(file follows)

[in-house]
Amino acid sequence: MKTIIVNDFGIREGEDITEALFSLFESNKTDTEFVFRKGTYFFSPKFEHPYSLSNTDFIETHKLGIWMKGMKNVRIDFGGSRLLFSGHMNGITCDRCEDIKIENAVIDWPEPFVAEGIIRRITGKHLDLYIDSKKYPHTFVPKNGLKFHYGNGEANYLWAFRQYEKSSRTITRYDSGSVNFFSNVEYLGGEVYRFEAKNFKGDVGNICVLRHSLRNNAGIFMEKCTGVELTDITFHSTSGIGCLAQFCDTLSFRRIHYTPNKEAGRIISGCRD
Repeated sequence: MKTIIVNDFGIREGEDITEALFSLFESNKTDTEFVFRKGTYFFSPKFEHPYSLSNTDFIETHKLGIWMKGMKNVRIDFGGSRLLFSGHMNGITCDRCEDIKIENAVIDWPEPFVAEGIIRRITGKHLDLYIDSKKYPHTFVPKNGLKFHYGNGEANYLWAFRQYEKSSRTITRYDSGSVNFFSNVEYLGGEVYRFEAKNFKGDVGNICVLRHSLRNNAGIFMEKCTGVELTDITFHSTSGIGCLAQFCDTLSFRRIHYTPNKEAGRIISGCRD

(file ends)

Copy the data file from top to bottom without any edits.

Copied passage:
[in-house]
Amino acid sequence: MKTIIVNDFGIREGEDITEALFSLFESNKTDTEFVFRKGTYFFSPKFEHPYSLSNTDFIETHKLGIWMKGMKNVRIDFGGSRLLFSGHMNGITCDRCEDIKIENAVIDWPEPFVAEGIIRRITGKHLDLYIDSKKYPHTFVPKNGLKFHYGNGEANYLWAFRQYEKSSRTITRYDSGSVNFFSNVEYLGGEVYRFEAKNFKGDVGNICVLRHSLRNNAGIFMEKCTGVELTDITFHSTSGIGCLAQFCDTLSFRRIHYTPNKEAGRIISGCRD
Repeated sequence: MKTIIVNDFGIREGEDITEALFSLFESNKTDTEFVFRKGTYFFSPKFEHPYSLSNTDFIETHKLGIWMKGMKNVRIDFGGSRLLFSGHMNGITCDRCEDIKIENAVIDWPEPFVAEGIIRRITGKHLDLYIDSKKYPHTFVPKNGLKFHYGNGEANYLWAFRQYEKSSRTITRYDSGSVNFFSNVEYLGGEVYRFEAKNFKGDVGNICVLRHSLRNNAGIFMEKCTGVELTDITFHSTSGIGCLAQFCDTLSFRRIHYTPNKEAGRIISGCRD